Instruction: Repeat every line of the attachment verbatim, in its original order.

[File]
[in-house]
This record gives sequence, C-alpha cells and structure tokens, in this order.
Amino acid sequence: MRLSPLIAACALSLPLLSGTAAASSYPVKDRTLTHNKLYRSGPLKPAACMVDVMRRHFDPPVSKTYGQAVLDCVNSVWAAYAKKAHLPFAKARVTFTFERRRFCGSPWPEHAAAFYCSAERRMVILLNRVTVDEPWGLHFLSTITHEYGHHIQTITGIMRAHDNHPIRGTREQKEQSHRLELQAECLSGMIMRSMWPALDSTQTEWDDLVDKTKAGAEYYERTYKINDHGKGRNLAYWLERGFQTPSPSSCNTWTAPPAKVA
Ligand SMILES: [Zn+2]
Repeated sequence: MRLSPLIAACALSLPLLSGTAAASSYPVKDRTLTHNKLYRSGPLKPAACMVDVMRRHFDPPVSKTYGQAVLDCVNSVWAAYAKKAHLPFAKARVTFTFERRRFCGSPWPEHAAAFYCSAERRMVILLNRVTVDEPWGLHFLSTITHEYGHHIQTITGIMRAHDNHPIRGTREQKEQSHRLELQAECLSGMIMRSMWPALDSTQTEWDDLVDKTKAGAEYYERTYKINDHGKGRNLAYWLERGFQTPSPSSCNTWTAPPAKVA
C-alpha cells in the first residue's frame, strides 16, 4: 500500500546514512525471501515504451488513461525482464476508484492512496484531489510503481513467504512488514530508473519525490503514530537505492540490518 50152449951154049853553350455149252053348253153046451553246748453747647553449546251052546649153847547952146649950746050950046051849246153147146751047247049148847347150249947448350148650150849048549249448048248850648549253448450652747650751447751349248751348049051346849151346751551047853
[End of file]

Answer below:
[in-house]
This record gives sequence, C-alpha cells and structure tokens, in this order.
Amino acid sequence: MRLSPLIAACALSLPLLSGTAAASSYPVKDRTLTHNKLYRSGPLKPAACMVDVMRRHFDPPVSKTYGQAVLDCVNSVWAAYAKKAHLPFAKARVTFTFERRRFCGSPWPEHAAAFYCSAERRMVILLNRVTVDEPWGLHFLSTITHEYGHHIQTITGIMRAHDNHPIRGTREQKEQSHRLELQAECLSGMIMRSMWPALDSTQTEWDDLVDKTKAGAEYYERTYKINDHGKGRNLAYWLERGFQTPSPSSCNTWTAPPAKVA
Ligand SMILES: [Zn+2]
Repeated sequence: MRLSPLIAACALSLPLLSGTAAASSYPVKDRTLTHNKLYRSGPLKPAACMVDVMRRHFDPPVSKTYGQAVLDCVNSVWAAYAKKAHLPFAKARVTFTFERRRFCGSPWPEHAAAFYCSAERRMVILLNRVTVDEPWGLHFLSTITHEYGHHIQTITGIMRAHDNHPIRGTREQKEQSHRLELQAECLSGMIMRSMWPALDSTQTEWDDLVDKTKAGAEYYERTYKINDHGKGRNLAYWLERGFQTPSPSSCNTWTAPPAKVA
C-alpha cells in the first residue's frame, strides 16, 4: 500500500546514512525471501515504451488513461525482464476508484492512496484531489510503481513467504512488514530508473519525490503514530537505492540490518 50152449951154049853553350455149252053348253153046451553246748453747647553449546251052546649153847547952146649950746050950046051849246153147146751047247049148847347150249947448350148650150849048549249448048248850648549253448450652747650751447751349248751348049051346849151346751551047853